SWANSEA CITY revived memories of happier days for Welsh football as they overcame West Ham to join Cardiff and Wrexham in the fourth round of the FA Cup. They will now play at home to Derby County and therefore have the opportunity to repeat last night's little piece of history - the first humbling of a Premiership side by a team from the Third Division since the supposedly elite league was formed seven years ago.
It was, nevertheless, a sadly familiar experience for the inappropriately nicknamed Irons, who have also melted away against Wrexham and Grimsby in the past four seasons to add to an embarrassing roll of dishonour. There was greater commitment last night than on other occasions; greater certainly than in Sunday's limp effort at Old Trafford. But it would have been difficult for any side to match the passion of the home team, who seized hold of the tie with a goal in the 28th minute by Martin Thomas, clinging on to it with impressive tenacity and a decisive late save from their goalkeeper, Roger Freestone.
Freestone rightly felt he had redeemed himself for the howler that allowed Julian Dicks' daisy-cutter from some distance to creep underneath him in the last two minutes at Upton Park.
The likeable John Hollins, in a role that proved too much for three different managers last season, is transforming the ugly ducklings who finished 89th in the Football League into something closer to Swans.
Hollins said later: "It was a bit of a seat-of-the-pants job at the end, but there was some great defending." Redknapp refused to criticise his players, but is well aware of deficiencies in the squad and has already signed the former Charlton and Chelsea left-back, Scott Minto, from Benfica for pounds 1m.
The visiting support had their early apprehension eased by good efforts from Rio Ferdinand and and Frank Lampard, before their worst fears reared up again midway through the first half. A foul by Dicks out on the touchline gave Michael Howard the opportunity to curl over a high swirling free- kick that deceived Shaka Hislop and bounced off the frame of his goal. Five minutes later, Jonathan Coates fed Thomas and, with the defence possibly expecting a return pass, the midfielder sent in a swerving shot from 20 yards that Hislop touched but could not keep out.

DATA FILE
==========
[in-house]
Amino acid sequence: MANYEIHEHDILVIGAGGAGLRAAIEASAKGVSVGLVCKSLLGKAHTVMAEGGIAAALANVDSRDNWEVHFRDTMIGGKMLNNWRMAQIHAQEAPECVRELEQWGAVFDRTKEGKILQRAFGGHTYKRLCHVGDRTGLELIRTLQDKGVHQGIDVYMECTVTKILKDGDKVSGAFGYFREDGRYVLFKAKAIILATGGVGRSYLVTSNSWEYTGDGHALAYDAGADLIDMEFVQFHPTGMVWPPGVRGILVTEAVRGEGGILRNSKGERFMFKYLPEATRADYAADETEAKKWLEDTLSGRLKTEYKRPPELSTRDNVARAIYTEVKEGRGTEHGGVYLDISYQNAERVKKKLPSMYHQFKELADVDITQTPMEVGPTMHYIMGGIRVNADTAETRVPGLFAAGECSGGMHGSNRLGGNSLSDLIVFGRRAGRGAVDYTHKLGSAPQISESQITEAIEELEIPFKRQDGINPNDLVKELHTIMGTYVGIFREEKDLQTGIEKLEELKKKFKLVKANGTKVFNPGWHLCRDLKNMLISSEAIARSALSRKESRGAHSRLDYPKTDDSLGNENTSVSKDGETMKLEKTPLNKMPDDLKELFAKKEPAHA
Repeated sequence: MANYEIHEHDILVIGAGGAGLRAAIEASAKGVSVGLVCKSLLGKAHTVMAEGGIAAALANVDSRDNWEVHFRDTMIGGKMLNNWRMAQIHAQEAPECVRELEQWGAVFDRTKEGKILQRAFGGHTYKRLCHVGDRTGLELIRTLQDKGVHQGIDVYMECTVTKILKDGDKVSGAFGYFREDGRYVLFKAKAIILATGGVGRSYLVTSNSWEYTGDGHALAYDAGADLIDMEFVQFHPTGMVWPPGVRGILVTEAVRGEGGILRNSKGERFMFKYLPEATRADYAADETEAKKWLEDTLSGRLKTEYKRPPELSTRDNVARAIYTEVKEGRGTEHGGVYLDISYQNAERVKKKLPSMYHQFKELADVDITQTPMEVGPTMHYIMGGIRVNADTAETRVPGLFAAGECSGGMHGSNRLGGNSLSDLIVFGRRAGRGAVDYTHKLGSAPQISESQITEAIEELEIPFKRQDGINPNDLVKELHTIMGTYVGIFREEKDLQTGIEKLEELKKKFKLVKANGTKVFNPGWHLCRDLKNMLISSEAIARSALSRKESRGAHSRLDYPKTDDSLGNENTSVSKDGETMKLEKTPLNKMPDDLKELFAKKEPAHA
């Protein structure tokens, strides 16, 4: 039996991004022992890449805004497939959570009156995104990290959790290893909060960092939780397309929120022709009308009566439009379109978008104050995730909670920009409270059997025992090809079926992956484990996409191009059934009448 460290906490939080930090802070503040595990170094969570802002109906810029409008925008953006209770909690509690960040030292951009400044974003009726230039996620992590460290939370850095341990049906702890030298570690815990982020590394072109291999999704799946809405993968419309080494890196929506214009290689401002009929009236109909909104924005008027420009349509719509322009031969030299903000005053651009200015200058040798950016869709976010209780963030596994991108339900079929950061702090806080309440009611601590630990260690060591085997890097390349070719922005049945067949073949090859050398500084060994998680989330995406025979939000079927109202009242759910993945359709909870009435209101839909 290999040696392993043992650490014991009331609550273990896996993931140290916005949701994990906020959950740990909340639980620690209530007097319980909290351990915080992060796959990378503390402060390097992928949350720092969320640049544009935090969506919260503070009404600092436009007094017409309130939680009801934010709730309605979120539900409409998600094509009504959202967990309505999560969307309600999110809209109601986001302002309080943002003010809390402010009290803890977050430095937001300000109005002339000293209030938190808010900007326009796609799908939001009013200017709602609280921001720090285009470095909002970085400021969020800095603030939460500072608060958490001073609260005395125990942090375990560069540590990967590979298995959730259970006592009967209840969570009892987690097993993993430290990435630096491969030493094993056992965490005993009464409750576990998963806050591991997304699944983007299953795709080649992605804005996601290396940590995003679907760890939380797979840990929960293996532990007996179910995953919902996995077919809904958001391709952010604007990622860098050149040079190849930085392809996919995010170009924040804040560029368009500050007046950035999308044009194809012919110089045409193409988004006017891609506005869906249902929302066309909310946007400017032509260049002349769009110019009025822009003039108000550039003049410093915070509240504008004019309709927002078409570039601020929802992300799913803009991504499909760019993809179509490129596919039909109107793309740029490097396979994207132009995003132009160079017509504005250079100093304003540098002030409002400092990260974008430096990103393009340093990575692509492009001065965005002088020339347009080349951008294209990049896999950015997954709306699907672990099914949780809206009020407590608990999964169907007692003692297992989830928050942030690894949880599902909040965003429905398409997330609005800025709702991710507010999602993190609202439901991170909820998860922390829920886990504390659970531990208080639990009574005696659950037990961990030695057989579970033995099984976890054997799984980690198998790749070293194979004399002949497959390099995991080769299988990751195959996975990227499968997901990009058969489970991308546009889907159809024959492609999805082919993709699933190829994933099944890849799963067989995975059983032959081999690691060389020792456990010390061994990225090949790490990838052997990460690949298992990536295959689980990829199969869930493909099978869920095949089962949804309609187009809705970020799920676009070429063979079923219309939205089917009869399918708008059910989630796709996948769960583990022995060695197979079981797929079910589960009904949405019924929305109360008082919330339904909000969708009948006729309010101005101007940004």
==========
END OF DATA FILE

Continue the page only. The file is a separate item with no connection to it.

Thomas, clipping a free-kick over the bar, kept the momentum with the Welshmen until half-time, when Redknapp replaced the young midfielder Manny Omoyinmi with Eyal Berkovic. The Israeli, not noted for his contributions away from home, helped the visitors improve this time. Trevor Sinclair had a shot held and Berkovic's more dangerous effort drifted wide of the far post.
Swansea might still have extended their lead with some swift breaks led by Thomas, who beat two men on the byline only for Lampard to clear the cross, and five minutes from time his shot from eight yards was deflected away.
The home hordes must have thought they were safe, but had one nasty moment to survive. Neil Ruddock, joining the attack, shot fiercely from 20 yards and Freestone flung himself left to save the shot and the day. Soon afterwards, "Bread of Heaven" was ringing round the ground, but there were few crumbs of comfort for West Ham as they set off home, with tails in a familiar position: between legs.
Swansea City (4-4-2): Freestone; Jones, Bound, Smith, Howard; Roberts, Cusack, Thomas, Coates; Alsop, Watkin. Substitutes not used: Price, Jones (gk), Newhouse, Lacey, Casey.
West Ham United (4-4-2): Hislop; Breacker (Hall, 70), Ferdinand, Ruddock, Dicks; Omoyinmi (Berkovic, h-t), Lomas, Lampard, Lazaridis; Hartson, Sinclair. Substitutes not used: Forrest (gk), Abou, Potts.
Referee: S Lodge (Barnsley).
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